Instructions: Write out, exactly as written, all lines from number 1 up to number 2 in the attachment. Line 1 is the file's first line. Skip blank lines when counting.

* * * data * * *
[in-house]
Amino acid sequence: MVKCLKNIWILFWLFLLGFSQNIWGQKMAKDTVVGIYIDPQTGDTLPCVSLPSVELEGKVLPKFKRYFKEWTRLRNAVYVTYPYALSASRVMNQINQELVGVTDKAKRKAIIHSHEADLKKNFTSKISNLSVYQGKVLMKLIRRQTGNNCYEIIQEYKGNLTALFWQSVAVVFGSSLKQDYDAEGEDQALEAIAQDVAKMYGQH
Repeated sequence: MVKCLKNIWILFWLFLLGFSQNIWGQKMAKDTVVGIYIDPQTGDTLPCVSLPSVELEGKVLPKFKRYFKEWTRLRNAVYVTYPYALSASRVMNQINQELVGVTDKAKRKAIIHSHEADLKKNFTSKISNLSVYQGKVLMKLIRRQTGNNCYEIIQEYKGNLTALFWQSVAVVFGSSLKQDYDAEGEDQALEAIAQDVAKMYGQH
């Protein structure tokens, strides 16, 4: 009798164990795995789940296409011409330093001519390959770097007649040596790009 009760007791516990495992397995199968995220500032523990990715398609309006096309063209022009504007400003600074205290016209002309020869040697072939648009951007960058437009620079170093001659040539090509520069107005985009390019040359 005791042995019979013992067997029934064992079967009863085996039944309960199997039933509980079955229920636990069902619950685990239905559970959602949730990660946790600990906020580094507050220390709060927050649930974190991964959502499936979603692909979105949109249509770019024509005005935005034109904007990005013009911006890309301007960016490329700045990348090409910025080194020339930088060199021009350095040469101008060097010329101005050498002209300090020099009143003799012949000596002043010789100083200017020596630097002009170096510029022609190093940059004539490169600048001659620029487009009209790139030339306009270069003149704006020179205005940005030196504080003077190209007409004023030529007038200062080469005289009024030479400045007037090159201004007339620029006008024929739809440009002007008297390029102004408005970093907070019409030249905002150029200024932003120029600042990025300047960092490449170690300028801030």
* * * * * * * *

[in-house]
Amino acid sequence: MVKCLKNIWILFWLFLLGFSQNIWGQKMAKDTVVGIYIDPQTGDTLPCVSLPSVELEGKVLPKFKRYFKEWTRLRNAVYVTYPYALSASRVMNQINQELVGVTDKAKRKAIIHSHEADLKKNFTSKISNLSVYQGKVLMKLIRRQTGNNCYEIIQEYKGNLTALFWQSVAVVFGSSLKQDYDAEGEDQALEAIAQDVAKMYGQH